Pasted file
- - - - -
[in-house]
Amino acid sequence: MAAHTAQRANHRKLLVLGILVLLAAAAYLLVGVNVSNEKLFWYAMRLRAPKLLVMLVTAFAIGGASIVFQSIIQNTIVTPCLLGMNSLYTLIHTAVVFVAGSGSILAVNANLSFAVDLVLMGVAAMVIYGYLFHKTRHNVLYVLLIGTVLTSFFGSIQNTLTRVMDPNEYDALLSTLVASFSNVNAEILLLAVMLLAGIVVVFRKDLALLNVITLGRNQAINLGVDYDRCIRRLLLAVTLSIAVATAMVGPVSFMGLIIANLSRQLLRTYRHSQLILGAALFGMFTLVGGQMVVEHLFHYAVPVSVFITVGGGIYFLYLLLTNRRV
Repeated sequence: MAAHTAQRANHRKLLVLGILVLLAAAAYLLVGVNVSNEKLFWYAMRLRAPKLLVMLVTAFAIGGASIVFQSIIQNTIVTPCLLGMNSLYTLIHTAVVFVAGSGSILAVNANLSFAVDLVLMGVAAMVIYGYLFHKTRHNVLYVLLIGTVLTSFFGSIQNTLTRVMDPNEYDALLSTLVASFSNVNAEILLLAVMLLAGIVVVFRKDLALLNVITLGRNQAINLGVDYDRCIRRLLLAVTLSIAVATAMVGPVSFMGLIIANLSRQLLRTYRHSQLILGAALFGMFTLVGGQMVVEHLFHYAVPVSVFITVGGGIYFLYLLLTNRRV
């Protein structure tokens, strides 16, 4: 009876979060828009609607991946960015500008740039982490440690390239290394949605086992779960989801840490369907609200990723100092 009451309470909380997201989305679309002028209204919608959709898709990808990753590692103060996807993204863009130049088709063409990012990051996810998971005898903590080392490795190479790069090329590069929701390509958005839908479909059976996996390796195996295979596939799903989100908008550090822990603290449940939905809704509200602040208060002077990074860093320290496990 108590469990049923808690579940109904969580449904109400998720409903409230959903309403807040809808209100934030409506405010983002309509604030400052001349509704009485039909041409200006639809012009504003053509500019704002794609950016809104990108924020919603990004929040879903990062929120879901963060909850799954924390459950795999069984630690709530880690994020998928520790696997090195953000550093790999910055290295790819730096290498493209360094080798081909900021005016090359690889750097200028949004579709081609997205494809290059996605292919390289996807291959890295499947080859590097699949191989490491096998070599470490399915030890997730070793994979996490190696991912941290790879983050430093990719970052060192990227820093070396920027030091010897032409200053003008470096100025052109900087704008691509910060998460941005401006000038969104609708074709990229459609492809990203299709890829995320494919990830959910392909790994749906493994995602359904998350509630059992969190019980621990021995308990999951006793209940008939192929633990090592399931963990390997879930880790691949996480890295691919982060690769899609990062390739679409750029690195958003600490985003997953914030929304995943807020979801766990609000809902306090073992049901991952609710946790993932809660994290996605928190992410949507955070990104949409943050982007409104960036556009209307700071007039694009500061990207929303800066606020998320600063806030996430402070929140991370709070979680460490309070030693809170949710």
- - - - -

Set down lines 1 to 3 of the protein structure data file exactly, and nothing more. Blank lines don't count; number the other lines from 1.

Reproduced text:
[in-house]
Amino acid sequence: MAAHTAQRANHRKLLVLGILVLLAAAAYLLVGVNVSNEKLFWYAMRLRAPKLLVMLVTAFAIGGASIVFQSIIQNTIVTPCLLGMNSLYTLIHTAVVFVAGSGSILAVNANLSFAVDLVLMGVAAMVIYGYLFHKTRHNVLYVLLIGTVLTSFFGSIQNTLTRVMDPNEYDALLSTLVASFSNVNAEILLLAVMLLAGIVVVFRKDLALLNVITLGRNQAINLGVDYDRCIRRLLLAVTLSIAVATAMVGPVSFMGLIIANLSRQLLRTYRHSQLILGAALFGMFTLVGGQMVVEHLFHYAVPVSVFITVGGGIYFLYLLLTNRRV
Repeated sequence: MAAHTAQRANHRKLLVLGILVLLAAAAYLLVGVNVSNEKLFWYAMRLRAPKLLVMLVTAFAIGGASIVFQSIIQNTIVTPCLLGMNSLYTLIHTAVVFVAGSGSILAVNANLSFAVDLVLMGVAAMVIYGYLFHKTRHNVLYVLLIGTVLTSFFGSIQNTLTRVMDPNEYDALLSTLVASFSNVNAEILLLAVMLLAGIVVVFRKDLALLNVITLGRNQAINLGVDYDRCIRRLLLAVTLSIAVATAMVGPVSFMGLIIANLSRQLLRTYRHSQLILGAALFGMFTLVGGQMVVEHLFHYAVPVSVFITVGGGIYFLYLLLTNRRV